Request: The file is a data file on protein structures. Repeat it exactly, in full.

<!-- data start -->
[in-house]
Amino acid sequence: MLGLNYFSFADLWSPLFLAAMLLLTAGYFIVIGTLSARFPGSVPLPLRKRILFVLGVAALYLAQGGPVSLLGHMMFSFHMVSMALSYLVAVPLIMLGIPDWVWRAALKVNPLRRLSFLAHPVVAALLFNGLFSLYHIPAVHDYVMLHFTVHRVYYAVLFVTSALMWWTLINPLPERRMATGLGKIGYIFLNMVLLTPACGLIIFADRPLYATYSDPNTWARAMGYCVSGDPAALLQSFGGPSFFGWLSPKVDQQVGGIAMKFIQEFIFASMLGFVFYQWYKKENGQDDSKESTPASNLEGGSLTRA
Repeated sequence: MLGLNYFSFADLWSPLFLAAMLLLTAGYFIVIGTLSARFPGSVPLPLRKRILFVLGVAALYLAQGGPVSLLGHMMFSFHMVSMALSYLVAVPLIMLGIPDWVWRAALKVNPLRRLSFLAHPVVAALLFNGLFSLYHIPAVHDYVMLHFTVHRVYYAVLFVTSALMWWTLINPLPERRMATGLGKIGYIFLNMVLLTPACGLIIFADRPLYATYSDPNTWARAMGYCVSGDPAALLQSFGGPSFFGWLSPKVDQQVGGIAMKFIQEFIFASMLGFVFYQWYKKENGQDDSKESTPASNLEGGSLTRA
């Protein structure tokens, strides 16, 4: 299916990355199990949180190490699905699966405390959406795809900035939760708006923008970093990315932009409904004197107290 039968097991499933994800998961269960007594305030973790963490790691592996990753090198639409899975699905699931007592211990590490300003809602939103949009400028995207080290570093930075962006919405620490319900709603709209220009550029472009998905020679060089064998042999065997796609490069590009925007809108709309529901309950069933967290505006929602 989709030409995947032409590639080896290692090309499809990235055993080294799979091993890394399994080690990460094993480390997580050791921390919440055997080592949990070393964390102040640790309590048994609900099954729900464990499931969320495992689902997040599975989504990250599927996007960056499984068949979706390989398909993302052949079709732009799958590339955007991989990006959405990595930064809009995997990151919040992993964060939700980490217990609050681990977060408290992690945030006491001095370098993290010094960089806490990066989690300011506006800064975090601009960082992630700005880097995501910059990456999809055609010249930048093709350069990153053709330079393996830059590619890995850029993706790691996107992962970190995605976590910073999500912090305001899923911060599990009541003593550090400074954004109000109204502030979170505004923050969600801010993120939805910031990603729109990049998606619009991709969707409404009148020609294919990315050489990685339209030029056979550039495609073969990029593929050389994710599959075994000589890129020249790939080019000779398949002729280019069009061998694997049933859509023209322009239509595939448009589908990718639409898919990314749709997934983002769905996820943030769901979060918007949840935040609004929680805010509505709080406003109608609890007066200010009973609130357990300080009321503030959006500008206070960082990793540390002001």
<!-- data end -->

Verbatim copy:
[in-house]
Amino acid sequence: MLGLNYFSFADLWSPLFLAAMLLLTAGYFIVIGTLSARFPGSVPLPLRKRILFVLGVAALYLAQGGPVSLLGHMMFSFHMVSMALSYLVAVPLIMLGIPDWVWRAALKVNPLRRLSFLAHPVVAALLFNGLFSLYHIPAVHDYVMLHFTVHRVYYAVLFVTSALMWWTLINPLPERRMATGLGKIGYIFLNMVLLTPACGLIIFADRPLYATYSDPNTWARAMGYCVSGDPAALLQSFGGPSFFGWLSPKVDQQVGGIAMKFIQEFIFASMLGFVFYQWYKKENGQDDSKESTPASNLEGGSLTRA
Repeated sequence: MLGLNYFSFADLWSPLFLAAMLLLTAGYFIVIGTLSARFPGSVPLPLRKRILFVLGVAALYLAQGGPVSLLGHMMFSFHMVSMALSYLVAVPLIMLGIPDWVWRAALKVNPLRRLSFLAHPVVAALLFNGLFSLYHIPAVHDYVMLHFTVHRVYYAVLFVTSALMWWTLINPLPERRMATGLGKIGYIFLNMVLLTPACGLIIFADRPLYATYSDPNTWARAMGYCVSGDPAALLQSFGGPSFFGWLSPKVDQQVGGIAMKFIQEFIFASMLGFVFYQWYKKENGQDDSKESTPASNLEGGSLTRA
């Protein structure tokens, strides 16, 4: 299916990355199990949180190490699905699966405390959406795809900035939760708006923008970093990315932009409904004197107290 039968097991499933994800998961269960007594305030973790963490790691592996990753090198639409899975699905699931007592211990590490300003809602939103949009400028995207080290570093930075962006919405620490319900709603709209220009550029472009998905020679060089064998042999065997796609490069590009925007809108709309529901309950069933967290505006929602 989709030409995947032409590639080896290692090309499809990235055993080294799979091993890394399994080690990460094993480390997580050791921390919440055997080592949990070393964390102040640790309590048994609900099954729900464990499931969320495992689902997040599975989504990250599927996007960056499984068949979706390989398909993302052949079709732009799958590339955007991989990006959405990595930064809009995997990151919040992993964060939700980490217990609050681990977060408290992690945030006491001095370098993290010094960089806490990066989690300011506006800064975090601009960082992630700005880097995501910059990456999809055609010249930048093709350069990153053709330079393996830059590619890995850029993706790691996107992962970190995605976590910073999500912090305001899923911060599990009541003593550090400074954004109000109204502030979170505004923050969600801010993120939805910031990603729109990049998606619009991709969707409404009148020609294919990315050489990685339209030029056979550039495609073969990029593929050389994710599959075994000589890129020249790939080019000779398949002729280019069009061998694997049933859509023209322009239509595939448009589908990718639409898919990314749709997934983002769905996820943030769901979060918007949840935040609004929680805010509505709080406003109608609890007066200010009973609130357990300080009321503030959006500008206070960082990793540390002001």